To evaluate how functional limitations are associated with food insecurity and perceived diet quality in low-income older Americans.Design:
Nationwide repeated cross-sectional surveys regarding health and nutritional status.Setting:
The National Health and Nutrition Examination Surveys, 2007–2008, 2009–2010, and 2011–2012.Participants:
Individuals aged ≥65 years with household incomes ≤130% of the federal poverty level (n = 1,323).Main Outcome Measures:
Dependent variables included dichotomous indicators of food insecurity and poor-quality diet, measured with the household food security survey module and respondents' own ratings, respectively. Independent variable was presence of limitations in physical functioning.Analysis:
Weighted logistic regressions with nested controls and interaction terms.Results:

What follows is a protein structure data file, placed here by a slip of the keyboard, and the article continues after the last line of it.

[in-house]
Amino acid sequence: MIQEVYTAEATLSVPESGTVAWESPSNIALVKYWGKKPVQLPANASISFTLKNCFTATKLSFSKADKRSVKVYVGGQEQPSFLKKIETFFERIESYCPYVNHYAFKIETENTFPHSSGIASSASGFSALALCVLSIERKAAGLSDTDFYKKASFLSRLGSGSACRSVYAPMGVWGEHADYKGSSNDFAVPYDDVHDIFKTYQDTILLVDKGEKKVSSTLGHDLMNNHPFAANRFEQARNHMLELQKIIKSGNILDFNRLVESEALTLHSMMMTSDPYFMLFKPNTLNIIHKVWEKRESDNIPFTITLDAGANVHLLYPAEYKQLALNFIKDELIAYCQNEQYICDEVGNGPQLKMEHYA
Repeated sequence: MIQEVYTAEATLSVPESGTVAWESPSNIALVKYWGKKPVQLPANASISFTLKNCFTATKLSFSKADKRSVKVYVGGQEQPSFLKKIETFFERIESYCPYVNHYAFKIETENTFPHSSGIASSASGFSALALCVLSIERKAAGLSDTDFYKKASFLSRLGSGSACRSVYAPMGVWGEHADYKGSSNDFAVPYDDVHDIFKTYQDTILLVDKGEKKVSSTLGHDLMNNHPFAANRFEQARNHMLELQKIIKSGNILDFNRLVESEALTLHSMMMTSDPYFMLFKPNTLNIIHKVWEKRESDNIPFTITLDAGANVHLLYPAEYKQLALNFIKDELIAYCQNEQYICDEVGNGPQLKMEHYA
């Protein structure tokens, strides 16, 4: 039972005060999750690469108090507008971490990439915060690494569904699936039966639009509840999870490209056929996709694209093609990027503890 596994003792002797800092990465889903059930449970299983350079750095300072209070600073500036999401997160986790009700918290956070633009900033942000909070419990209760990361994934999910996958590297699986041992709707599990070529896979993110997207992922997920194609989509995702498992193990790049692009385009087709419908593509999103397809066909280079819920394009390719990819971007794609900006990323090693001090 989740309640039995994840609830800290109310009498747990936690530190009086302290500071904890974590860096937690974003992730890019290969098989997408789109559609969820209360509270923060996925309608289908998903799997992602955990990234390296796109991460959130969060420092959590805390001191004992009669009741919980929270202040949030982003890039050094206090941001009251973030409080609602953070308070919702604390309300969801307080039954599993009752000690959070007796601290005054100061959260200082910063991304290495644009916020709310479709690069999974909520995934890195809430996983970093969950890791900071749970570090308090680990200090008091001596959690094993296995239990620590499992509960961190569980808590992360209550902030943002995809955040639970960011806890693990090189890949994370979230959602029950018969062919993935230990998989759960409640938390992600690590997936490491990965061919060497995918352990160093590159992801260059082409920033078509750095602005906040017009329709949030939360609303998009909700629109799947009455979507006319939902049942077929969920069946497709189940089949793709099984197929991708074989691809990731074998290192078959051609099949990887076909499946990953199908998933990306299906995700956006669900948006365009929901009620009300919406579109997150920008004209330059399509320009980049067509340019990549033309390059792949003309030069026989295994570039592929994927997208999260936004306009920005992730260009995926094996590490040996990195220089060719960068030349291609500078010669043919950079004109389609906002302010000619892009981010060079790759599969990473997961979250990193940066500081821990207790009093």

Functional limitations in low-income older adults were associated with 1.69 times higher odds of food insecurity (P < .01) and 1.65 times higher odds of poor-quality diet (P < .01) after accounting for individuals' health care needs and socioeconomic conditions. These associations were greatest among those living alone (odds ratio = 3.38 for food insecurity; 3.07 for poor-quality diet; P < .05) and smallest among those living with a partner.Conclusions and Implications:
Low-income older adults who live alone with functional limitations are exposed to significant nutritional risk. Resources should be directed to facilitating their physical access to healthful foods.